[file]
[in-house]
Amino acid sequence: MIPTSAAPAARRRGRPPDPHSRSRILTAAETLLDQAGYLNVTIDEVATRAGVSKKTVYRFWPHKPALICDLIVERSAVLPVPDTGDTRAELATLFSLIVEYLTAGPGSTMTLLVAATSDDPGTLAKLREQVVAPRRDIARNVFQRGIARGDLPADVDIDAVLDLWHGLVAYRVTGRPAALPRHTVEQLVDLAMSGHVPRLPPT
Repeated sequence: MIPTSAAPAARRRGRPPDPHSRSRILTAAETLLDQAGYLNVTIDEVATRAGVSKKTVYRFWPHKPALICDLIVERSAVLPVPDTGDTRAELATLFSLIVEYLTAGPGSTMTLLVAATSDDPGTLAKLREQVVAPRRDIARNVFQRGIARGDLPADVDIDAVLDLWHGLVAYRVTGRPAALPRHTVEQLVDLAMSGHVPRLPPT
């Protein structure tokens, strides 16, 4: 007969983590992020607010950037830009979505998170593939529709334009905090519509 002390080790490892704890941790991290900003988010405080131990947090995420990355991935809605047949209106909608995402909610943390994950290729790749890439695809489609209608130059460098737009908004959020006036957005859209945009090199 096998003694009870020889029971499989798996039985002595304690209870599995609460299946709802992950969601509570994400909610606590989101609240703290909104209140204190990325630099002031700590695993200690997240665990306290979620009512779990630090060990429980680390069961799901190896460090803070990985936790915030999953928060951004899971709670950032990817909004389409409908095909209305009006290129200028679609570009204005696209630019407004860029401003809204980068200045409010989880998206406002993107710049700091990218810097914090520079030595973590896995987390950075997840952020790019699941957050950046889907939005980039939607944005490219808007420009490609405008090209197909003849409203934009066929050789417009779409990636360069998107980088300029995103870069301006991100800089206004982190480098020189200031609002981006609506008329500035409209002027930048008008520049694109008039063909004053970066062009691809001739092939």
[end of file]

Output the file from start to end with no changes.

[in-house]
Amino acid sequence: MIPTSAAPAARRRGRPPDPHSRSRILTAAETLLDQAGYLNVTIDEVATRAGVSKKTVYRFWPHKPALICDLIVERSAVLPVPDTGDTRAELATLFSLIVEYLTAGPGSTMTLLVAATSDDPGTLAKLREQVVAPRRDIARNVFQRGIARGDLPADVDIDAVLDLWHGLVAYRVTGRPAALPRHTVEQLVDLAMSGHVPRLPPT
Repeated sequence: MIPTSAAPAARRRGRPPDPHSRSRILTAAETLLDQAGYLNVTIDEVATRAGVSKKTVYRFWPHKPALICDLIVERSAVLPVPDTGDTRAELATLFSLIVEYLTAGPGSTMTLLVAATSDDPGTLAKLREQVVAPRRDIARNVFQRGIARGDLPADVDIDAVLDLWHGLVAYRVTGRPAALPRHTVEQLVDLAMSGHVPRLPPT
């Protein structure tokens, strides 16, 4: 007969983590992020607010950037830009979505998170593939529709334009905090519509 002390080790490892704890941790991290900003988010405080131990947090995420990355991935809605047949209106909608995402909610943390994950290729790749890439695809489609209608130059460098737009908004959020006036957005859209945009090199 096998003694009870020889029971499989798996039985002595304690209870599995609460299946709802992950969601509570994400909610606590989101609240703290909104209140204190990325630099002031700590695993200690997240665990306290979620009512779990630090060990429980680390069961799901190896460090803070990985936790915030999953928060951004899971709670950032990817909004389409409908095909209305009006290129200028679609570009204005696209630019407004860029401003809204980068200045409010989880998206406002993107710049700091990218810097914090520079030595973590896995987390950075997840952020790019699941957050950046889907939005980039939607944005490219808007420009490609405008090209197909003849409203934009066929050789417009779409990636360069998107980088300029995103870069301006991100800089206004982190480098020189200031609002981006609506008329500035409209002027930048008008520049694109008039063909004053970066062009691809001739092939």